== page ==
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Don Maeda still making crowns at 86 - Part 4 of 4

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Raising a family

Janet (Carlson) is the eldest daughter. After she earned a doctorate she was on the faculty of Macalester College for many years. She has a grown son, Matthew. The second daughter, Joan, is a writer who earned a Master of Fine Arts degree. She also manages a bookstore and has five children, Nate, Megan, Brynna, Eben and Jonathan. The third daughter, Donna, has a Ph.D and a law degree. She lives in California, where she teaches at Occidental College.

The eldest son, Bruce, has a Masters degree and is the PreK-8 Principal at Minnehaha Academy, a private Christian K-12 school in Minneapolis. He has thee children, Caleb, Micah and Laura. The youngest son, David, is the City Clerk of Minnetonka.

Maeda also has a granddaughter, Amara.

The Maeda children and grandchildren with Don at the cemetery site of his wife Kay. (Maeda family photo)

Cars and family drives

Maeda has a passion for cars and driving. He recalls owning a series of Dodge cars, starting with a post-war model in 1946. He ordered it and waited for the factories to catch up with the demand after four years of war production halted all civilian vehicle manufacturing. It was also their honeymoon car.

He bought other Dodge models in 1951 and 1958. In 1969 he bought a used Plymouth 88 station wagon with three rows of seats – the parents in the front, the girls in the middle – and the boys facing the rear in the back.

“We always thought that was the perfect car,” he said, assuming that the boys loved being back there on their own. It was not until years later that he learned differently.

“They hated the jump seat,” he added. “They said, ‘You always got to see where we were going, and we always saw where we’d been’.”

In the 1980s Maeda switched to Honda cars and drove his 1992 model for 18 years.

“I bought a Civic now and that will last me the rest of my driving days,” he added, noting that he has 9,000 miles logged in just the past nine months.

Don Maeda as a boy on the running board of his father's 1936 Plymouth. (Maeda family photo)

Maeda said he and Kay enjoyed driving and taking the family on road trips to visit Grandma and Grandpa Kubo in Mitchell, Nebraska until they passed away in the 1960s. They would also visit Kay’s two brothers who worked at newspaper in a small Kansas town until around 1997.

As the kids moved out he and Kay continued their road vacations out west, or took weekend drives through northern Wisconsin back roads – an outing he still enjoys on his own.

Reflections on life

Sometimes Maeda wonders what his life would have been like had he and Kay moved back to Seattle. When he visits his daughter in Los Angeles, he notices all of the diverse people and thinks about how different it would be to be around more Asians.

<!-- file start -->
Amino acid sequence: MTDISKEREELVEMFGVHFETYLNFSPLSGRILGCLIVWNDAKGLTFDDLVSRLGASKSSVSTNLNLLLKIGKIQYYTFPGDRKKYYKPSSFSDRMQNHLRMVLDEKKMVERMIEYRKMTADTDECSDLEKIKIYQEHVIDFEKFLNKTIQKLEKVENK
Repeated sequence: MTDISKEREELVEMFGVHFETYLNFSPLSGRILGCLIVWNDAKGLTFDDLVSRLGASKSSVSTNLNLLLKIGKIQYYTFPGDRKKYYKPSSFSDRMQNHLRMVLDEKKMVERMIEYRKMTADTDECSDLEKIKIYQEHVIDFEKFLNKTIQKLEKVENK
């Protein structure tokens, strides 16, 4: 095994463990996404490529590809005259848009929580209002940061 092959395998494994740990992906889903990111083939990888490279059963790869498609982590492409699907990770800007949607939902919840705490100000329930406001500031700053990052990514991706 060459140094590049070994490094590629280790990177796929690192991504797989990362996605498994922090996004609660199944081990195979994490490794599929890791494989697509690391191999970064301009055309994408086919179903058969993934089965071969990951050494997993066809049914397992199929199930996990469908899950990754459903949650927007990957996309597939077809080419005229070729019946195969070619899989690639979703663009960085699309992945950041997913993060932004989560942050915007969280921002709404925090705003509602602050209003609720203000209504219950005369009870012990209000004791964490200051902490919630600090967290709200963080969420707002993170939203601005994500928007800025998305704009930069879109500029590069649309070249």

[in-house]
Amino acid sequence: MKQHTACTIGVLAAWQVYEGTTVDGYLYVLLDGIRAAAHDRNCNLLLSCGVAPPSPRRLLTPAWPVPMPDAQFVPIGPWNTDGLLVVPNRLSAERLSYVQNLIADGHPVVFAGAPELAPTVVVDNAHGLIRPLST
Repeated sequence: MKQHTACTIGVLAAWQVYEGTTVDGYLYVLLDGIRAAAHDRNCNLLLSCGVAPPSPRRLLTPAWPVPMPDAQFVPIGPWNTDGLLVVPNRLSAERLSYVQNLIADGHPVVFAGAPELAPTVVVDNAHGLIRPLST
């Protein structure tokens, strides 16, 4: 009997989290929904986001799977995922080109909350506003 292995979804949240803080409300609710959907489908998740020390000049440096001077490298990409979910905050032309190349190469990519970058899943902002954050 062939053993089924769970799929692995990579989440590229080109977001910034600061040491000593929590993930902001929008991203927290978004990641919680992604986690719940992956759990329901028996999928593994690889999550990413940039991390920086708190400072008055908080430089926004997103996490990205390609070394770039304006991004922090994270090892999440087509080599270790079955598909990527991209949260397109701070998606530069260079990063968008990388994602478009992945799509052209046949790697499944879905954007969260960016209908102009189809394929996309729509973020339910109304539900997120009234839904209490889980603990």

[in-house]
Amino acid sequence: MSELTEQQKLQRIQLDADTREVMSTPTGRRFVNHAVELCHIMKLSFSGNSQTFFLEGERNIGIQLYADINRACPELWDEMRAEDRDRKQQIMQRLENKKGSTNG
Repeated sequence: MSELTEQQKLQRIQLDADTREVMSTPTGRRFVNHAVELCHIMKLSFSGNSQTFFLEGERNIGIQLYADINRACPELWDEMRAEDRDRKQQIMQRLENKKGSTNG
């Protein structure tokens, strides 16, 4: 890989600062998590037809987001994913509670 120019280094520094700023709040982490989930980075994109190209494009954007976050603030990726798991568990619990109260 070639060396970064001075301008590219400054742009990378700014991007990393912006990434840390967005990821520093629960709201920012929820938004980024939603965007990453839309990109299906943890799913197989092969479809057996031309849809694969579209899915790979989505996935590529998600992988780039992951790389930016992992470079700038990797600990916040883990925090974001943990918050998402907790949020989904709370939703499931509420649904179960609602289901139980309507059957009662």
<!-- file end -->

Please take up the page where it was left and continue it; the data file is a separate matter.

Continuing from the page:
Don and Kay Maeda in the 1990s.

Initially reluctant to join the Twin Cites chapter of the Japanese American Citizens League, he did so in later years at the encouragement of his children. He says he enjoys the events and meeting with other JACL members of his own age and that have shared a similar experience.

Maeda was recently featured in a TC-JACL Oral History Committee video of Nisei internees. Produced by the Twin Cities Chapter of the Japanese American Citizens League as a step toward recording and preserving the stories of its ‘greatest generation’, the video was made with the support of a grant from the National Park Service and the help of award winning documentary filmmaker Bill Kubota. Maeda was one of just over a dozen internees out of just over 100 still living in Minnesota.

Today, Maeda reflects that most of his friends have died, and with Kay now passed on, he said it is work and family that keeps him busy and in the present. He and Kay built a good life in Minnesota, though, and in the end he said it is family that is what matters most.

(Special thanks to Janet Carlson, the Maeda family and the Twin Cities JACL chapter for assistance in organizing and revising this story for accuracy and for making several photos available.)

* This article was originally published in the Asian American Press on June 12, 2011

© 2011 Asian American Press

communities families health Japanese American Citizens League
About the Author

Thomas J. LaVenture is the Managing Editor of the Asian American Press, pan-Asian, English language weekly publication based in St. Paul, Minnesota, with a circulation of 15,000. He has worked at the paper since 1997 as a writer and with related nonprofits and became the managing editor in 2001. He has also worked as a staff writer at The Daily Journal in International Falls, Minnesota in 2008, and is currently readying to work at The Garden Island daily newspaper in Kaua'i, Hawai'i in July 2011. He will continue to assist with Asian American Press operations for the time being. He graduated from the University of Wisconsin – Superior in 1997 with a degree in Political Science and Journalism. He is also a U.S. Army veteran.  

Updated June 2011

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